things I learned at the Relix Live Music Conference (and lots of pics)
The first-ever Relix Live Music Conference went down at Brooklyn Bowl on Wednesday, May 10th, from 9-5. The sold out industry-oriented event featured panels and presentations about talent buying, festivals, publicists, agents, management, tickets, activism, and future technology. Headlining on the Brooklyn Bowl stage was Brooklyn Bowl/Relix co-owner Peter Shapiro (Dayglo Ventures) and legendary promoter Ron Delsener (LN NY) in converation, and moderated by the wonderful, also very entertaining and very recognizable David Fricke of Rolling Stone. It was a great ending to a worthwhile and informative day.
It was a Relix event in its first year at Brooklyn Bowl, so not surprisingly, many of the panelists had close ties to the jam band scene and/or to many of Peter Shapiro’s ventures (Brooklyn Bowl, Capitol Theatre, Lockn’ Festival, Relix, etc). Panelists included AEG’s Don Strasburg who books many things in Colorado including the legendary Red Rocks venue which was mentioned a few times by people throughout the day, recent AEG signees John Moore and Jim Glancy of Bowery Presents, Knitting Factory turned City Winery owner Michael Dorf, Newport Folk Fest booker Jay Sweet (the third person to ever hold that position), Relix editor Mike Greenhaus, Wetlands booker turned Rocks Off owner Jake Szufnarowski, Phish’s manager Patrick Jordan, Warren Haynes/Gov’t Mule manager Stefani Scamardo, Mike Luba of Madison House (who among other things run the shows at Forest Hills Tennis Stadium), Governors Ball booker and co-founder Jordan Wolowitz, and many more.
Photos in the gallery above. A list of some of the interesting things learned/discussed throughout the day, below:
Legendary concert promoter Ron Delsener is a very funny man.
People met their spouses at Wetlands, a venue that encouraged socialization since you couldn’t see the stage.
Ron Delsener says real estate is where it’s at. Stay away from concert promotion!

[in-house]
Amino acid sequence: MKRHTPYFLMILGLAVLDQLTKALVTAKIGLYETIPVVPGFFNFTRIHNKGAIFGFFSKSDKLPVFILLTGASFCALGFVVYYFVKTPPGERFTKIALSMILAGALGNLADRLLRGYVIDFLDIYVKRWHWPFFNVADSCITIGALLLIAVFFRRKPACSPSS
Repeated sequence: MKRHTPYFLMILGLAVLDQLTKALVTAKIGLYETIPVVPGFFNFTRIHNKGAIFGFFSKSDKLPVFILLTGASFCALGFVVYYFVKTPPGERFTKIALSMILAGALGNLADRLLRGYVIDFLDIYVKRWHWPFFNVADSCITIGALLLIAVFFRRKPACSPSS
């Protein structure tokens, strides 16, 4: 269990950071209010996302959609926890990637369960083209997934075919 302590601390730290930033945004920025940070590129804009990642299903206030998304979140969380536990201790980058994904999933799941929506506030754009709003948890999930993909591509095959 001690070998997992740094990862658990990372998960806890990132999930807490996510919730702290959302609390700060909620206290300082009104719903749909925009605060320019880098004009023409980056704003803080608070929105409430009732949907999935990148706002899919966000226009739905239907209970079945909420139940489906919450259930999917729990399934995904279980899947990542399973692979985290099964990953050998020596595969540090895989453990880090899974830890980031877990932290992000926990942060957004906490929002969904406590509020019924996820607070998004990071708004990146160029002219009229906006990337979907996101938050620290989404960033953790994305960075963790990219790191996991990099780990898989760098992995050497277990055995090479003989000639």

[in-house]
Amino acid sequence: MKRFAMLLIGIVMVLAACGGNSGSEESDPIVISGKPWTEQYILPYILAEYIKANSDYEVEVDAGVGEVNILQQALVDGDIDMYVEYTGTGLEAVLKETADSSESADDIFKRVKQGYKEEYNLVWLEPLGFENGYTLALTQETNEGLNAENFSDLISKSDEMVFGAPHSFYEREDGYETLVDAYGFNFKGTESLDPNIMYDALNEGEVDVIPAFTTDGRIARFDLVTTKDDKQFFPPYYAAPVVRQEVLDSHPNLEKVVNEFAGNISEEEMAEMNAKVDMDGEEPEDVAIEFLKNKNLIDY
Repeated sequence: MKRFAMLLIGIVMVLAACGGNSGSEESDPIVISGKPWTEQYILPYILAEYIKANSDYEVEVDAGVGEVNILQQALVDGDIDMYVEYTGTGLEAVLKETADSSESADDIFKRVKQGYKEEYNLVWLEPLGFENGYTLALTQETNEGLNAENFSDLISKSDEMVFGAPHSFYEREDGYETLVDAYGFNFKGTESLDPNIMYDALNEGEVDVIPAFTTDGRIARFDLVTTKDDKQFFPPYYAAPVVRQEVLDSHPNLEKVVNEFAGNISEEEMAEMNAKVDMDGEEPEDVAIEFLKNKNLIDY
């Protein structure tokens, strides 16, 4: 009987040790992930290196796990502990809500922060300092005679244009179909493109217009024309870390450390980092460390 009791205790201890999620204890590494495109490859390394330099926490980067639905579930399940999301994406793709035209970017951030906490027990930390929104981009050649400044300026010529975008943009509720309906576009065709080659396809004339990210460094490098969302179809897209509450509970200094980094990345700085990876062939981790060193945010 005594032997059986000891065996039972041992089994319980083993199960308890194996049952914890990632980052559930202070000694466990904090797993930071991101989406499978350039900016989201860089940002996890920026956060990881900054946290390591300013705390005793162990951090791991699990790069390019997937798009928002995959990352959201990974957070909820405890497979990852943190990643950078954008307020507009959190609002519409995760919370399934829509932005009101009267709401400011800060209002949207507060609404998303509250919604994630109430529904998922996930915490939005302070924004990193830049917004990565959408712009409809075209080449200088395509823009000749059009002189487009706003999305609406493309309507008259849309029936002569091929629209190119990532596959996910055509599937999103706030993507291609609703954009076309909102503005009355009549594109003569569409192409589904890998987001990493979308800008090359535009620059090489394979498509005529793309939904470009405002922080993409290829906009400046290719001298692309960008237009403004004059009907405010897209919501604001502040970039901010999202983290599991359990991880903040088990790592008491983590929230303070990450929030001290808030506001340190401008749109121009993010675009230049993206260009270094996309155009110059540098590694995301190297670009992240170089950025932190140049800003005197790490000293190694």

People met their spouses at Brooklyn Bowl, a venue that encourages socialization by having many areas that don’t require you to always be looking at the stage.
Ron Delsener says take vacations on your way up. Don’t wait till you’re rich enough!
Bowery Presents now presents/books all AEG shows on the east coast, except AEG Presents tour stops.
Ron Delsener once booked Jimi Hendrix to open a show for $100.
City Winery, already in NY, Chicago, Nashville, Atlanta and Boston, is coming to Colorado soon, and many more cites too.
The one artist Ron Delsener says he wishes he booked but never did, was Elvis (but he did see him live).
City Winery’s many locations help it compete against the giants, as do their seats and wine for the older crowd who don’t go to shows they have to stand at.
Ron Delsener had met with Bill Graham about collaborating before Bill just decided to open the Fillmore East by himself (it then closed 3 years later).
Newport Folk Fest has a musician-comprised advisory board that includes Colin Meloy of the Decemberists, Jim James of My Morning Jacket and Deer Tick.
Ron Delsener knew CBGB owner Hilly Kristal before CBGB existed.
The Fyre fest fiasco is bad for the industry, especially future startup festivals that nobody will trust now.
Newport Folk Festival is the longest running fest, a non-profit, and bands play for much cheaper than they are worth.
Governors Ball is taking a risk booking Tool since the kids not only have never seen them, they can’t listen to Tool’s music on Spotify.
Over 10% of attendees at Newport Folk Fest bike there.
Hop Along and Cymbals Eat Guitars have the same manager as Flight of the Conchords, which is awesome.
HeadCount has registered like half a million voters since starting their campaign to register people at concerts, which is awesome.
+1, a company co-founded by members of Arcade Fire, helps people donate $1.00 to charity with each ticket purchase, which more people should do.
Jam band oriented Lockn’ fest booker Dave Frey (not really surprisingly) was the co-founder of H.O.R.D.E.
Phish repping WEEN is part of why WEEN (who recently reunited) is so popular, but it’s a love/hate relationship.
H.O.R.D.E. started in 1992 because bands like Blues Traveler and Spin Doctors weren’t getting put on tours that allowed them to play amphitheaters.
In the UK, concert tickets aren’t so exclusive to one seller per venue, as Josh Baron of Songkick pointed out.
Songkick sells tickets directly from bands to fans, and would love if bands were allowed to sell even more of their tickets that way (like in the UK).
As an intern at Madison House, Josh Moore once turned a water cooler into a gravity bong.
Most people mentioned here, and more, can be seen in the gallery above. Looking forward to Relix Live Music Conference 2017!
photos by Marc Millman